Climate change poses new challenges to the sustainability of fisheries and aquaculture systems, with serious implications for the 520 million people who depend on them for their livelihoods and then early 3 billion people for whom fish is an important source of animal protein . Two-thirds of all reefs are in developing countries, and 500 million people in the tropics depend heavily on reefs for food, livelihoods, protection from natural disasters and other basic needs. For many coastal communities in reef areas, fishing activities are the sole source of income. Climate changes may affect fisheries and aquaculture directly by influencing fish stocks and the global supply of fish for consumption, or indirectly by influencing fish prices or the cost of goods and services required by fishers and fish farmers. Potential loss of species or shift in composition for capture fisheries and impacts on seed availability for aquaculture, changes in precipitation and water availability are major impacts of climate change. Climate change lowers water quality causing more disease and increased competition with other water users which altered and reduced freshwater supplies with greater risk of drought. Fishing communities that depend on inland fisheries resources are likely to be particularly vulnerable to climate change. Higher inland water temperatures may reduce the availability of wild fish stocks by harming water quality, worsening dry season mortality, bringing new predators and pathogens, and changing the abundance of food available to fishery species.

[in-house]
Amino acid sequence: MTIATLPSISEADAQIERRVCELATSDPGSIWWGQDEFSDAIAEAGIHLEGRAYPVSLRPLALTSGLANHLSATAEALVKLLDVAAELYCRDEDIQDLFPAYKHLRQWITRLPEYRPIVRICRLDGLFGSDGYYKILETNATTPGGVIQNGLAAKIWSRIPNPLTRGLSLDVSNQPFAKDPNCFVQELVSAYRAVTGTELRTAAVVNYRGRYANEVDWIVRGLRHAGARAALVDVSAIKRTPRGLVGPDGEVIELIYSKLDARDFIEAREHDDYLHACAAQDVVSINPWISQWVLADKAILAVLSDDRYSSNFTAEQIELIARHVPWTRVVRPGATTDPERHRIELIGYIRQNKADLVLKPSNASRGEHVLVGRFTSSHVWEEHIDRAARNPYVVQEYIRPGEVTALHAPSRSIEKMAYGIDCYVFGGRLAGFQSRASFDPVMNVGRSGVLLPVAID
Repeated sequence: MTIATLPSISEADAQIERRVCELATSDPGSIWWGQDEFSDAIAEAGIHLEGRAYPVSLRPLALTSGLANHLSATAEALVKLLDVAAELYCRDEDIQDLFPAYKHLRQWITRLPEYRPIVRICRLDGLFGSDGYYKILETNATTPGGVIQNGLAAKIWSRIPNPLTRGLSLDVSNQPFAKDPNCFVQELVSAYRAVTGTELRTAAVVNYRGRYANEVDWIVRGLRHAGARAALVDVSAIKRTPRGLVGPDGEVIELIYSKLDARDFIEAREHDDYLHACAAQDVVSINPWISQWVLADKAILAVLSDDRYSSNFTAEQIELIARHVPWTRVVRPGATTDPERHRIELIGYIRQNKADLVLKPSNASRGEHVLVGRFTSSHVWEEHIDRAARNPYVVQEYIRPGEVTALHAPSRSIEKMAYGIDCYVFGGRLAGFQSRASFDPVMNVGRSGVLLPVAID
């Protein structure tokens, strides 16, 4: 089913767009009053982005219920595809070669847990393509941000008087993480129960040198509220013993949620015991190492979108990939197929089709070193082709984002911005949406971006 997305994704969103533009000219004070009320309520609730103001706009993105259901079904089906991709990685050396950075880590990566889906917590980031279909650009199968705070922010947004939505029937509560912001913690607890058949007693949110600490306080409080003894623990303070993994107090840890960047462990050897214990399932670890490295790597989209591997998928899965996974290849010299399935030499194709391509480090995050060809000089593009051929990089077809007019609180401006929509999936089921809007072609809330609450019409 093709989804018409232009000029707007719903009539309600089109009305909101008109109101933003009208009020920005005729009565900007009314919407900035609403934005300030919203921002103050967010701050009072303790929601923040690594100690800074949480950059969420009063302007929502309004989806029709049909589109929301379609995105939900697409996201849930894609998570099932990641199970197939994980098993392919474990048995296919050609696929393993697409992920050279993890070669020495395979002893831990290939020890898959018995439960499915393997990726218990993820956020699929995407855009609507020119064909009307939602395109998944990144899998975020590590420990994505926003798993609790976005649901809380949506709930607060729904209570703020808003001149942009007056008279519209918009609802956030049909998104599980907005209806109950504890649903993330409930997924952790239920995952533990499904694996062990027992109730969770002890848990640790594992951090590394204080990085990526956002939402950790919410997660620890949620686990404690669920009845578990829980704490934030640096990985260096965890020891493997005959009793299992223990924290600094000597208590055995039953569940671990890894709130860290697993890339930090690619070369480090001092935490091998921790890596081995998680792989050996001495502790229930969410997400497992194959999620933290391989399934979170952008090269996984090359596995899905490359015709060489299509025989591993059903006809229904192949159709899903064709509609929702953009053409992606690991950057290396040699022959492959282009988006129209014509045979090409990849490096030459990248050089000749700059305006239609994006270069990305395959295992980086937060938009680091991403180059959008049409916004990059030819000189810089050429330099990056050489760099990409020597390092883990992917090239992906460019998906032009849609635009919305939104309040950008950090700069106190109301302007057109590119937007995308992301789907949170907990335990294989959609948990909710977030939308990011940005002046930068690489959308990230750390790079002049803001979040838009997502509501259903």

Published on: Dec 12, 2014 Pages: 6-11